It is rather easy to pat ourselves on the back since we all need congratulations and encouragement and, at times, get too little of it from others. Let’s face it, few of us really seek to waste our lives and we are usually quite keen to know that we have made a difference. The only problem is that to approve of our own efforts that are achieved by our own standards ignores the blindspots that we all have. We need objective feedback which measures us by standards that are tried and true, standards accepted and affirmed by others.
For example, schools are compared objectively according to league tables. When some principals don’t like these, they argue for the value of educating the whole person but, really, what does a school fundamentally exist for?! Individual student performances are moderated at higher year levels to ensure objectivity. After all, who decides that a junior student’s ‘A’ grade in one subject is of the same standard as an ‘A’ in another (or even in another school)?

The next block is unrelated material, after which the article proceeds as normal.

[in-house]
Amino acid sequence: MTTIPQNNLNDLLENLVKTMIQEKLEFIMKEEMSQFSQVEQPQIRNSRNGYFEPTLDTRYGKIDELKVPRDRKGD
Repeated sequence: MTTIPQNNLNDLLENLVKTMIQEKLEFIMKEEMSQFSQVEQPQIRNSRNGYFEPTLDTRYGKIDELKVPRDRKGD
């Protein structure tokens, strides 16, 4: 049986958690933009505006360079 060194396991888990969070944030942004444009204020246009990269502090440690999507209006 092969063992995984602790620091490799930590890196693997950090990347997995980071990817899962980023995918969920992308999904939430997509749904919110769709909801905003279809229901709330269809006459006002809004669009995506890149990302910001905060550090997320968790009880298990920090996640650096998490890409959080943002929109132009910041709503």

Churches can compare their performance and determine their growth-restricting obstacles, by means of the Natural Church Development survey which ascertains effectiveness according to eight key characteristics that have been tested in thousands of churches in many countries around the world. Those not agreeing with the results have been re-tested with different people only to get the same results and the outcomes have been valid irrespective of worship styles or cultural factors.
Individuals may find it harder to track their progress in life because the standards are difficult to objectify. Who decides what is right and wrong or even what is desirable? To recognise the Bible as a key yardstick is not exactly straightforward, since interpretations differ, but it is easier to accept the Bible’s worth if accepting the validity of objective truth. Without it, life is a free-for-all, but to acknowledge it needs a willingness to accept that it is really not contradicted by archaeology, history or science and that it is affirmed by ample personal testimony. Even those a little sceptical of some of its content usually appreciate the value of the Bible’s many time-honoured principles that have become common wisdom in their original or interpreted forms. But for the Bible to be appreciated as relevant wisdom for today it must be properly understood in its original context and not just read dismissively with twenty-first century eyes!